Specifically, those who write tax laws should ensure that they do not cheat on their taxes. The Economist takes on Charlie Rangel:
Mr Rangel owns a villa in the Dominican Republic, but forgot to report or pay taxes on $75,000 of rental income from it. He occupies four rent-controlled apartments in New York, courtesy of a developer. When disclosing his assets to Congress, he appears to have omitted roughly half of them, including an account with at least $250,000 in it. The New York Times, which is seldom in the vanguard of witch-hunts against Democrats, has already urged him to resign his chairmanship. So, in blunter language, did many of the tens of thousands of “tea party” protesters who flocked to Washington on September 12th to complain about big government. Some chanted “Boot Rangel!” A typical placard showed Mr Rangel and Tim Geithner, the treasury secretary, who also neglected to pay some of his taxes, with the slogan: “The best tax advisers I’ve ever had”.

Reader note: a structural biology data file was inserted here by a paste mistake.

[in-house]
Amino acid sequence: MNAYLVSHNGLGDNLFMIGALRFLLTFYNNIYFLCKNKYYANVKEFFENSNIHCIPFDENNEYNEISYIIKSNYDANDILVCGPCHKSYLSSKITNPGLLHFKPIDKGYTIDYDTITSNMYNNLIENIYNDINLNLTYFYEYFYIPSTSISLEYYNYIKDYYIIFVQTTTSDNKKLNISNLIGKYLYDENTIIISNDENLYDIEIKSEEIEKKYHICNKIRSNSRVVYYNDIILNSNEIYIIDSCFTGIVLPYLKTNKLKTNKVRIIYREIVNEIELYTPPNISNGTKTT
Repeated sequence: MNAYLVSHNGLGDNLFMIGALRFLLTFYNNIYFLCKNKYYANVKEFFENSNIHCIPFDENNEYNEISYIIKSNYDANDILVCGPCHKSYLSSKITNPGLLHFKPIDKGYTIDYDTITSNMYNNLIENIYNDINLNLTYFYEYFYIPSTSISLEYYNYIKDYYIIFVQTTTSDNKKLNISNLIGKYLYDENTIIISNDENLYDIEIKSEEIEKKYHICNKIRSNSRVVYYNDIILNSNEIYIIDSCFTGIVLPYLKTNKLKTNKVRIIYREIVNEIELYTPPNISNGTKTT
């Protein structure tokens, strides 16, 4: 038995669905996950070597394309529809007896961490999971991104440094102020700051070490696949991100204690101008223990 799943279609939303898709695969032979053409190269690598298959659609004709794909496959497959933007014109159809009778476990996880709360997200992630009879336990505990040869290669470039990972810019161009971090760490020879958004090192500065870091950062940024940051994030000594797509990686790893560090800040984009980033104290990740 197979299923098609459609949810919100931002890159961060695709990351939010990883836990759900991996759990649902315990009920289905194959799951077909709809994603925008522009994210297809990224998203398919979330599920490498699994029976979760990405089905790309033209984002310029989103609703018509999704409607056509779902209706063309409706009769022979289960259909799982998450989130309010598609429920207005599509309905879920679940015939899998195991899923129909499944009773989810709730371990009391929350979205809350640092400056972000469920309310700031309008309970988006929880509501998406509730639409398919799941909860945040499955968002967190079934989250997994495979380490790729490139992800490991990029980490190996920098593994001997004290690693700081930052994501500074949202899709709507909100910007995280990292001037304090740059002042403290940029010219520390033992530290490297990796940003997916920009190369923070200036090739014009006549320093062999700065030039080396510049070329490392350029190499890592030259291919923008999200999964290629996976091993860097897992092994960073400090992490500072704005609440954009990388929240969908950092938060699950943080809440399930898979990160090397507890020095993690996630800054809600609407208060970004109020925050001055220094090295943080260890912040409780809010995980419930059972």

No Republican Ways and Means chairman would be allowed to keep his/her gavel if he/she were faced with this set of charges. Why is Charlie Rangel allowed to keep his gavel?